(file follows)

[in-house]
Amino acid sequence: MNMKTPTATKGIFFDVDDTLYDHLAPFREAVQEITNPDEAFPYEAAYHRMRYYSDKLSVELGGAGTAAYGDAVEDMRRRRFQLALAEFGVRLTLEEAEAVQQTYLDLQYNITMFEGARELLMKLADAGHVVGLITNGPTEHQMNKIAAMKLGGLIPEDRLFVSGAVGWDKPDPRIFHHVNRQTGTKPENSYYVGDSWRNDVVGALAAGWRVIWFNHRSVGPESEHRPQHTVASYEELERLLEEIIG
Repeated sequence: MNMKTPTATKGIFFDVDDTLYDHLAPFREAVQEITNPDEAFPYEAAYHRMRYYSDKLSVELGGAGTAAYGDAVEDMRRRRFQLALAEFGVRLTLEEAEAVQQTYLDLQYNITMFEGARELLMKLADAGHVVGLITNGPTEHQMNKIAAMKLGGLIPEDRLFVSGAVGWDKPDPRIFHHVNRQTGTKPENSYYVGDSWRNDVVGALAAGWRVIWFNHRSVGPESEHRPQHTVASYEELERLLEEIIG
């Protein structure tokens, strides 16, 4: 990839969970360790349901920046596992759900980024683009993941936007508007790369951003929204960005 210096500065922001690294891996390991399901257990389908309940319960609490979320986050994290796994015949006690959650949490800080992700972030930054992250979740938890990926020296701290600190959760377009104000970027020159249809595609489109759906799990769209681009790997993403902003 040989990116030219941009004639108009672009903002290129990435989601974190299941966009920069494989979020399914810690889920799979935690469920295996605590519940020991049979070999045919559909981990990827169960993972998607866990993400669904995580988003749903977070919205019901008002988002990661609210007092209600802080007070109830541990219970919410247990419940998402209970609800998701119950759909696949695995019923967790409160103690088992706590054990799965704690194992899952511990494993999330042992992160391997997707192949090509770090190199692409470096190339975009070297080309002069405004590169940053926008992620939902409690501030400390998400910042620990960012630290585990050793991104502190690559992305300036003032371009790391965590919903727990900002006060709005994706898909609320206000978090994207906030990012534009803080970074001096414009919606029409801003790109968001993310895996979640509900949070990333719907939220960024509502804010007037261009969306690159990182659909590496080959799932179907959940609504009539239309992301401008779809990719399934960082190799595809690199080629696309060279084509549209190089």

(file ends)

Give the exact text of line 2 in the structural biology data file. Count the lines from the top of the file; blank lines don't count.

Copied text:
Amino acid sequence: MNMKTPTATKGIFFDVDDTLYDHLAPFREAVQEITNPDEAFPYEAAYHRMRYYSDKLSVELGGAGTAAYGDAVEDMRRRRFQLALAEFGVRLTLEEAEAVQQTYLDLQYNITMFEGARELLMKLADAGHVVGLITNGPTEHQMNKIAAMKLGGLIPEDRLFVSGAVGWDKPDPRIFHHVNRQTGTKPENSYYVGDSWRNDVVGALAAGWRVIWFNHRSVGPESEHRPQHTVASYEELERLLEEIIG